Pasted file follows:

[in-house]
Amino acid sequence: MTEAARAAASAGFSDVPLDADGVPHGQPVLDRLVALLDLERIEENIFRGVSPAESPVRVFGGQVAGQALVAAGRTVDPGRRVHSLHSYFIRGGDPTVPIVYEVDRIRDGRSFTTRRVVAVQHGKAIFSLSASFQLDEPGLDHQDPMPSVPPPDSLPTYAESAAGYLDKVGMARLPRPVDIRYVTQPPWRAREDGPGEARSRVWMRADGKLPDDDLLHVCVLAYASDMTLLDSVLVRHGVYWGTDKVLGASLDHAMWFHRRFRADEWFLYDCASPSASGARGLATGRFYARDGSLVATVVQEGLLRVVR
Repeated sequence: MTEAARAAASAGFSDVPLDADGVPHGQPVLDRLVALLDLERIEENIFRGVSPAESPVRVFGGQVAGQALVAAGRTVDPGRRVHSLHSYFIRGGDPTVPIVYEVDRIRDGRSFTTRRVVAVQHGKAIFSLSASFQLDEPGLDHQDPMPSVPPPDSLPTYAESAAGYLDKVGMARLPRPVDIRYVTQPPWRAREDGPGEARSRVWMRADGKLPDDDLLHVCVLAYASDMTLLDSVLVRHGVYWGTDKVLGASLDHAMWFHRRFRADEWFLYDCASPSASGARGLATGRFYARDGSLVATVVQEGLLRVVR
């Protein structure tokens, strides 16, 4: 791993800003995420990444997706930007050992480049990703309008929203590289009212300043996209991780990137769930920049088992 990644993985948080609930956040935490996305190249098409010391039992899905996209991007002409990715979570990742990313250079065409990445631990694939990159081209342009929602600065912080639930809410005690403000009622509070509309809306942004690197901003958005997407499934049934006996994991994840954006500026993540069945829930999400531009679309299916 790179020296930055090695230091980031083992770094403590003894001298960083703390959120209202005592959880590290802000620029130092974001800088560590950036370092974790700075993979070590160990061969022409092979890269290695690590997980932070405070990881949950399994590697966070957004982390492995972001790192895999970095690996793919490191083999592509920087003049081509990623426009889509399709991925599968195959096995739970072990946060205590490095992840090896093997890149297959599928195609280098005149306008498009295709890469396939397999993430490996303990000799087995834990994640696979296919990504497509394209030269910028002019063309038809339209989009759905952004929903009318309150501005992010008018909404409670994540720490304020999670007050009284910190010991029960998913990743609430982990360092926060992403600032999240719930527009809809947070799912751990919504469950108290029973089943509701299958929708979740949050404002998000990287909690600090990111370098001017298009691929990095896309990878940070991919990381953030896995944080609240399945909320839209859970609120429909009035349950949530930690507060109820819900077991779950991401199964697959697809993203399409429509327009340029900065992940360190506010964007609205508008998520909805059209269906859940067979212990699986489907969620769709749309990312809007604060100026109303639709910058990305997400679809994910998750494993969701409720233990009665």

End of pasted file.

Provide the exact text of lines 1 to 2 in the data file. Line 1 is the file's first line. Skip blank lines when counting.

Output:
[in-house]
Amino acid sequence: MTEAARAAASAGFSDVPLDADGVPHGQPVLDRLVALLDLERIEENIFRGVSPAESPVRVFGGQVAGQALVAAGRTVDPGRRVHSLHSYFIRGGDPTVPIVYEVDRIRDGRSFTTRRVVAVQHGKAIFSLSASFQLDEPGLDHQDPMPSVPPPDSLPTYAESAAGYLDKVGMARLPRPVDIRYVTQPPWRAREDGPGEARSRVWMRADGKLPDDDLLHVCVLAYASDMTLLDSVLVRHGVYWGTDKVLGASLDHAMWFHRRFRADEWFLYDCASPSASGARGLATGRFYARDGSLVATVVQEGLLRVVR